An Austrian man has voluntarily had his hand amputated so he can be fitted with a bionic limb.
The patient, called "Milo", aged 26, lost the use of his right hand in a motorcycle accident a decade ago.
After his stump heals in several weeks' time, he will be fitted with a bionic hand which will be controlled by nerve signals in his own arm.
The surgery is the second such elective amputation to be performed by Viennese surgeon Professor Oskar Aszmann.
The patient, a Serbian national who has lived in Austria since childhood, suffered injuries to a leg and shoulder when he skidded off his motorcycle and smashed into a lamppost in 2001 while on holiday in Serbia.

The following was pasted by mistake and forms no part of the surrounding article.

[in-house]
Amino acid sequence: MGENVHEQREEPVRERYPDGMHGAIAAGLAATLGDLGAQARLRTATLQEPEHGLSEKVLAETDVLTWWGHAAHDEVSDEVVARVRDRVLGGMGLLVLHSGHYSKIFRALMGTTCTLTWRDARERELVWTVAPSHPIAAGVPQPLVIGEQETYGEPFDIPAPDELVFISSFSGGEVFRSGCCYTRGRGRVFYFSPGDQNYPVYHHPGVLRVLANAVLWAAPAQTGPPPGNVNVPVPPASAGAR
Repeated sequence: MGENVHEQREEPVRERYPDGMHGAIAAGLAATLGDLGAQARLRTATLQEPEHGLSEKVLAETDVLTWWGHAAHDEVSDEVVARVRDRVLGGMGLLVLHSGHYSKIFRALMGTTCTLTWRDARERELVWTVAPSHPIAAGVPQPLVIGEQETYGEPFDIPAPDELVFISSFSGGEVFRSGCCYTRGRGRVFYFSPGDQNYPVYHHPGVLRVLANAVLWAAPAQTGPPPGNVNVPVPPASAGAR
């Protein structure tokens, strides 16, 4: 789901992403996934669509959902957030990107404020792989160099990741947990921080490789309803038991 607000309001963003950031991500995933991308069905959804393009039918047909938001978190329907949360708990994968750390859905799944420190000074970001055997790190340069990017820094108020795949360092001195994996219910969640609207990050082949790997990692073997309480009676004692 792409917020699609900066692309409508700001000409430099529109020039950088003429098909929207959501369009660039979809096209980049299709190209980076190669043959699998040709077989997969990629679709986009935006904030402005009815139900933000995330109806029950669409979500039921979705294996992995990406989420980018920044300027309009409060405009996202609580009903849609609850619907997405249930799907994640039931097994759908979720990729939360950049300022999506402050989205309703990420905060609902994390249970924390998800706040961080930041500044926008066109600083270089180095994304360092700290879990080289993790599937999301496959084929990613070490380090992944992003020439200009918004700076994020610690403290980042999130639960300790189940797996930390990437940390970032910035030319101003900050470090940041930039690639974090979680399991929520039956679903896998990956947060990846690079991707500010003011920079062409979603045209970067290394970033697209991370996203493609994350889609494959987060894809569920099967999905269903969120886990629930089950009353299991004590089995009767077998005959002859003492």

While the leg healed, what is called a "brachial plexus" injury to his right shoulder left his right arm paralysed. Nerve tissue transplanted from his leg by Professor Aszmann restored movement to his arm but not to his hand.
A further operation involving the transplantation of muscle and nerve tissue into his forearm also failed to restore movement to the hand, but it did at least boost the electric signals being delivered from his brain to his forearm, signals that could be used to drive a bionic hand.
Then three years ago, Milo was asked whether he wanted to consider elective amputation.
"The operation will change my life. I live 10 years with this hand and it cannot be (made) better. The only way is to cut this down and I get a new arm," Milo told BBC News prior to his surgery at Vienna's General Hospital.
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